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Flocculation of CHO cells for primary separation of recombinant glycoproteins: Effect on glycosylation profiles

Gómez, Itzcóatl A., Hernández, Vanessa, Palomares, Laura A., Ramírez, Octavio T.
Biochemical engineering journal 2018 v.132 pp. 244-254
DNA, acids, amino acids, cell culture, centrifugation, composite polymers, erythropoietin, flocculants, flocculation, glycosylation, harvest date, microfiltration, models, monoclonal antibodies, polyacrylamide, polyamines, polyethyleneimine, product quality, sedimentation rate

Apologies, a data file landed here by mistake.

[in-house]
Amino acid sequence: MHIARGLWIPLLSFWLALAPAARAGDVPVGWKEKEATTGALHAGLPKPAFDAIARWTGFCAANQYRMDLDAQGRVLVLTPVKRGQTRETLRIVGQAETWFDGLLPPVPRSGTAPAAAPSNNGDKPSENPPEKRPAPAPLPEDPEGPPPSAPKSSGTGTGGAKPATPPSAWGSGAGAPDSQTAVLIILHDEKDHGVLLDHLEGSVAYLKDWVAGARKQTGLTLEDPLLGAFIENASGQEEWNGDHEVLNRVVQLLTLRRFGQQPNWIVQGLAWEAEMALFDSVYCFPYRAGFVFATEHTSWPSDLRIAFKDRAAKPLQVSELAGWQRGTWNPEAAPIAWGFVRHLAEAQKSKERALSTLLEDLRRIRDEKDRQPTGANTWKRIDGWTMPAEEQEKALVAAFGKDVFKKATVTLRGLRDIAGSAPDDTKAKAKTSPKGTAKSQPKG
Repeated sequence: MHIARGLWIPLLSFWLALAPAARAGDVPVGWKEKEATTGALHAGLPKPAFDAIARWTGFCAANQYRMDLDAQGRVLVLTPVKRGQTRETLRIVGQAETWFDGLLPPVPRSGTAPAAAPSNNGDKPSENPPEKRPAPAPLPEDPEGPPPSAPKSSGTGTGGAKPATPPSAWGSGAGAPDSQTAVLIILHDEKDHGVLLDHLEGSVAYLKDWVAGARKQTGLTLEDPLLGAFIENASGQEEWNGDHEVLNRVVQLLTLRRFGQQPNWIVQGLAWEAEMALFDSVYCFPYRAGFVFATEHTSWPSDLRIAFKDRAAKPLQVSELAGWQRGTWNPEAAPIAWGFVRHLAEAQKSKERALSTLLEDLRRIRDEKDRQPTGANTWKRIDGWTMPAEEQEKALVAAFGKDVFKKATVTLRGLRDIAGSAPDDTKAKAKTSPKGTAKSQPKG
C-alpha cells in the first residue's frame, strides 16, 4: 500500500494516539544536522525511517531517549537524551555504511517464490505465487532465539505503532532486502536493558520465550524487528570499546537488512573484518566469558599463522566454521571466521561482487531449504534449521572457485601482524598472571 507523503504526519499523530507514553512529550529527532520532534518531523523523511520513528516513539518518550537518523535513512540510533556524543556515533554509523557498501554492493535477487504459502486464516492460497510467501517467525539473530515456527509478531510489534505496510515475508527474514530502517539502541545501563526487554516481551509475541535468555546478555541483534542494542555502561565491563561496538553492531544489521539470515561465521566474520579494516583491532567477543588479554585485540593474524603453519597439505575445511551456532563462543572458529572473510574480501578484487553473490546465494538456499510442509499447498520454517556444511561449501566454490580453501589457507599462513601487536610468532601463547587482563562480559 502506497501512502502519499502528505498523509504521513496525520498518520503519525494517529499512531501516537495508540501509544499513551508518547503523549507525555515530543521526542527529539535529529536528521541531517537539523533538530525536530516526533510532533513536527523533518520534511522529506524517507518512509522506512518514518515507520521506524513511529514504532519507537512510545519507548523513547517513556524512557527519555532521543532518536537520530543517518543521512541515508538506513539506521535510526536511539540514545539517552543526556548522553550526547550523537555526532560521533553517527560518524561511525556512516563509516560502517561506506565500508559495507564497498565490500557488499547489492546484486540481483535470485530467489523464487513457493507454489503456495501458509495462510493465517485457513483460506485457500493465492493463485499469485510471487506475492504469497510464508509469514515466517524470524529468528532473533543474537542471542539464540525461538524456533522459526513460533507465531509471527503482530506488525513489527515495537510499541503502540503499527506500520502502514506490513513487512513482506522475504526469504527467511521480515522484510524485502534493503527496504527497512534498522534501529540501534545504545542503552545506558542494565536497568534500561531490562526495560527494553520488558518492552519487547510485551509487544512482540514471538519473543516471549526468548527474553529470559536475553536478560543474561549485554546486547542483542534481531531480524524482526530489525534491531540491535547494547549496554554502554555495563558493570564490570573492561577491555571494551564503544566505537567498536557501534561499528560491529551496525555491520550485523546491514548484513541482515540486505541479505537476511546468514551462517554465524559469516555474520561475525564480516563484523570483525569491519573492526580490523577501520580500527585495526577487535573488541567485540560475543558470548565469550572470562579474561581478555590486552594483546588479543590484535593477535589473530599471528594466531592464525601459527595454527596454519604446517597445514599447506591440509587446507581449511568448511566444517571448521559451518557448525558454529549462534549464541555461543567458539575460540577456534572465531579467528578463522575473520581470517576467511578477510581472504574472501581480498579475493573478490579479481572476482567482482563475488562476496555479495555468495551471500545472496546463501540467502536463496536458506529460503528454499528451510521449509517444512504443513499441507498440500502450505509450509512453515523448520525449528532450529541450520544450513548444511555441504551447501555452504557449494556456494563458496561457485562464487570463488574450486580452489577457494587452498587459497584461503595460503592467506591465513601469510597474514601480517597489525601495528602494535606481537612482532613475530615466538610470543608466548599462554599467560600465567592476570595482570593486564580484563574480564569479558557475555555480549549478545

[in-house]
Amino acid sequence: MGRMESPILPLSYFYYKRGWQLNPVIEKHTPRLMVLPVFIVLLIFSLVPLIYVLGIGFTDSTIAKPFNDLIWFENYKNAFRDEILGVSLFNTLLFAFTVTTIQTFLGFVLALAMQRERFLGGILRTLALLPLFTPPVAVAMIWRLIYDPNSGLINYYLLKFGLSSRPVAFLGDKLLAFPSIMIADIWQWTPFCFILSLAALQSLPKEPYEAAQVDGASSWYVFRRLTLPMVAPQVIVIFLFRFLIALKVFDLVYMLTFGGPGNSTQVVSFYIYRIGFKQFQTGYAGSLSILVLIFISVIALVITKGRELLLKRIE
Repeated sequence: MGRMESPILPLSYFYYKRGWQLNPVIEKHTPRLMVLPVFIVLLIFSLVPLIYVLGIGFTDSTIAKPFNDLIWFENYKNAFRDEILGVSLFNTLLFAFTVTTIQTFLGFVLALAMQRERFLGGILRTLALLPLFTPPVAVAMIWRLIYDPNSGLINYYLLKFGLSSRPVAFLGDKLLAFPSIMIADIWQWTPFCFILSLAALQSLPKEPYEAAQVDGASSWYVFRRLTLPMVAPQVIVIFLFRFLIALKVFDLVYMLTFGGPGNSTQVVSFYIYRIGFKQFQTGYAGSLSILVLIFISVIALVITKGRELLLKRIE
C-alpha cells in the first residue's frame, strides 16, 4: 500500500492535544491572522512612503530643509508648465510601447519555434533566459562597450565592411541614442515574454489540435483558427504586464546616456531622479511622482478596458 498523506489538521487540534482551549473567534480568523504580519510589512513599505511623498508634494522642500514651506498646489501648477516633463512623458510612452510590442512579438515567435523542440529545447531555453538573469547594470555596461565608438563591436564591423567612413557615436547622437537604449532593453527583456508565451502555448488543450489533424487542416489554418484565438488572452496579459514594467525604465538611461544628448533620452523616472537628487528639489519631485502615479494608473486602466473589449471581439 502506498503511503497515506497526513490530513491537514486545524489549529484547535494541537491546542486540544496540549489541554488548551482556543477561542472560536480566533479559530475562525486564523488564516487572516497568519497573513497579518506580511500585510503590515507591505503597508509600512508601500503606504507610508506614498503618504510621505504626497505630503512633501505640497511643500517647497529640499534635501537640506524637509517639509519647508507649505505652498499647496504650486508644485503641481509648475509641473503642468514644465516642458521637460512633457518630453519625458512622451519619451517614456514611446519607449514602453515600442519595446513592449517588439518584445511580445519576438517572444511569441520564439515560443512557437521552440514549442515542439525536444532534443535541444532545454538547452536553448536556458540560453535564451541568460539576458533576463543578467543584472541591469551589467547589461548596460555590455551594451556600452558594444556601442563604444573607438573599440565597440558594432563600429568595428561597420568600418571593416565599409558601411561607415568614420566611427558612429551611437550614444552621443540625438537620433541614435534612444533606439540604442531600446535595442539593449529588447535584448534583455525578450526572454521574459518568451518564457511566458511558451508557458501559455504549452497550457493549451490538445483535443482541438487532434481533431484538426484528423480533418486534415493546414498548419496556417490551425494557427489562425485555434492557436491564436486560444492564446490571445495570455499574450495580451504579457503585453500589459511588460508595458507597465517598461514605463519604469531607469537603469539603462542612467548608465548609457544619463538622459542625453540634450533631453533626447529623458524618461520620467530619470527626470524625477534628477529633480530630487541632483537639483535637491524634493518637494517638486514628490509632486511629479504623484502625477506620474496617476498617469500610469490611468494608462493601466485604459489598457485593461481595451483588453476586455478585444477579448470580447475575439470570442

Centrifugation and microfiltration are the most commonly used steps for initial recovery of recombinant glycoproteins. However, such operations have significant drawbacks at large-scales. Accordingly, the use of flocculants was studied here as an alternative to traditional processes for the clarification of CHO cell cultures producing two model glycoproteins: erythropoietin (EPO) and a monoclonal antibody (MAb), selected for their distinctive glycosylation profiles. Ten polymers, including poly-l-amino acids, polyacrylamide co-polymers and polyamines, were evaluated at concentrations between 60 and 100 ppm at different harvest times. The sedimentation rate, clarification efficiency, and DNA and host cell protein (HCP) removal were evaluated. Poly-l-amino acids were the most effective for removing cells, HCP, and DNA. Whereas increasing harvest time decreased cell removal efficiency for most flocculants, it increased HCP and DNA removal. Polyethylenimine was among the best flocculants tested. Its effect on the glycosylation profile of recovered glycoproteins was determined. No effect on the quality (glycosylation profile and charge variant distribution) and interaction with flocculant of the MAb was observed. In contrast, polyethylenimine affected EPO glycosylation, as it removed highly sialylated glycoforms, reducing product quality. These results illustrate cases where flocculation can be successfully used as initial clarification step for recovery of glycoproteins without affecting their glycosylation. To our knowledge, this is the first report on how flocculants affect glycosylation profiles of recovered recombinant glycoproteins.